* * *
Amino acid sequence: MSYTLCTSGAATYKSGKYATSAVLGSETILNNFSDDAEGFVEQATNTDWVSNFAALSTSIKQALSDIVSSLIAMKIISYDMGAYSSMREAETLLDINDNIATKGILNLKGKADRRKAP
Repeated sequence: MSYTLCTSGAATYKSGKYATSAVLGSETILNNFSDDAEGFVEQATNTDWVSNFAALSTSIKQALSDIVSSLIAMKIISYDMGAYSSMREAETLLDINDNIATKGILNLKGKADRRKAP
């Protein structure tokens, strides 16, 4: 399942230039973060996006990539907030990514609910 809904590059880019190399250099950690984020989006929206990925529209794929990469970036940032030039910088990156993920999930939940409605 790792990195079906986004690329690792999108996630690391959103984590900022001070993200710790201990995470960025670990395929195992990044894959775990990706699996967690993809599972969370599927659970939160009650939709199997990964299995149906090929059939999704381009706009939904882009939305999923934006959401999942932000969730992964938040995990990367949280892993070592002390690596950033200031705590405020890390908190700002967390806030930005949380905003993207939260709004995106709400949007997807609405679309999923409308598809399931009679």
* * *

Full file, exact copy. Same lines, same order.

Amino acid sequence: MSYTLCTSGAATYKSGKYATSAVLGSETILNNFSDDAEGFVEQATNTDWVSNFAALSTSIKQALSDIVSSLIAMKIISYDMGAYSSMREAETLLDINDNIATKGILNLKGKADRRKAP
Repeated sequence: MSYTLCTSGAATYKSGKYATSAVLGSETILNNFSDDAEGFVEQATNTDWVSNFAALSTSIKQALSDIVSSLIAMKIISYDMGAYSSMREAETLLDINDNIATKGILNLKGKADRRKAP
């Protein structure tokens, strides 16, 4: 399942230039973060996006990539907030990514609910 809904590059880019190399250099950690984020989006929206990925529209794929990469970036940032030039910088990156993920999930939940409605 790792990195079906986004690329690792999108996630690391959103984590900022001070993200710790201990995470960025670990395929195992990044894959775990990706699996967690993809599972969370599927659970939160009650939709199997990964299995149906090929059939999704381009706009939904882009939305999923934006959401999942932000969730992964938040995990990367949280892993070592002390690596950033200031705590405020890390908190700002967390806030930005949380905003993207939260709004995106709400949007997807609405679309999923409308598809399931009679």